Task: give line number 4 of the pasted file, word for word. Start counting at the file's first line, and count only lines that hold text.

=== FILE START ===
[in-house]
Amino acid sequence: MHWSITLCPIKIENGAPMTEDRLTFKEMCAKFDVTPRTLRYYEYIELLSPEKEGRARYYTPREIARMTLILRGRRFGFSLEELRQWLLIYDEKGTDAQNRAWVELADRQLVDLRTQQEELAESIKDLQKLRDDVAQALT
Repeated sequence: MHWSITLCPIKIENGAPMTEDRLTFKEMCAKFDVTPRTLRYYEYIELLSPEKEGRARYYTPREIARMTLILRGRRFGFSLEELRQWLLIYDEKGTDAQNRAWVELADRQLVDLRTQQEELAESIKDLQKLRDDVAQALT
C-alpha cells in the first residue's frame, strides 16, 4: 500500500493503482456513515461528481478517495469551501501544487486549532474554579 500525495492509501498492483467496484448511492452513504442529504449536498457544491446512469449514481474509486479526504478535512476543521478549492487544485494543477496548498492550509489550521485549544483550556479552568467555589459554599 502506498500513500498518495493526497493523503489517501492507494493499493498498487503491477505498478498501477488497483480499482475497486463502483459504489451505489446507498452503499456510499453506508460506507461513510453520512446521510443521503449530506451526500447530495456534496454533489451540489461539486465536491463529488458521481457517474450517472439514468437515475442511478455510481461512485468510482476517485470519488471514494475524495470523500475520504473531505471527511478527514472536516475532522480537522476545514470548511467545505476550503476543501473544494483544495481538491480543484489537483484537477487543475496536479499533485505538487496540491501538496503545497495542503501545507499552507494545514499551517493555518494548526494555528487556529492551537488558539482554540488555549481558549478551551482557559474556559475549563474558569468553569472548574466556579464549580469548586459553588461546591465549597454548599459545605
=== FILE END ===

C-alpha cells in the first residue's frame, strides 16, 4: 500500500493503482456513515461528481478517495469551501501544487486549532474554579 500525495492509501498492483467496484448511492452513504442529504449536498457544491446512469449514481474509486479526504478535512476543521478549492487544485494543477496548498492550509489550521485549544483550556479552568467555589459554599 502506498500513500498518495493526497493523503489517501492507494493499493498498487503491477505498478498501477488497483480499482475497486463502483459504489451505489446507498452503499456510499453506508460506507461513510453520512446521510443521503449530506451526500447530495456534496454533489451540489461539486465536491463529488458521481457517474450517472439514468437515475442511478455510481461512485468510482476517485470519488471514494475524495470523500475520504473531505471527511478527514472536516475532522480537522476545514470548511467545505476550503476543501473544494483544495481538491480543484489537483484537477487543475496536479499533485505538487496540491501538496503545497495542503501545507499552507494545514499551517493555518494548526494555528487556529492551537488558539482554540488555549481558549478551551482557559474556559475549563474558569468553569472548574466556579464549580469548586459553588461546591465549597454548599459545605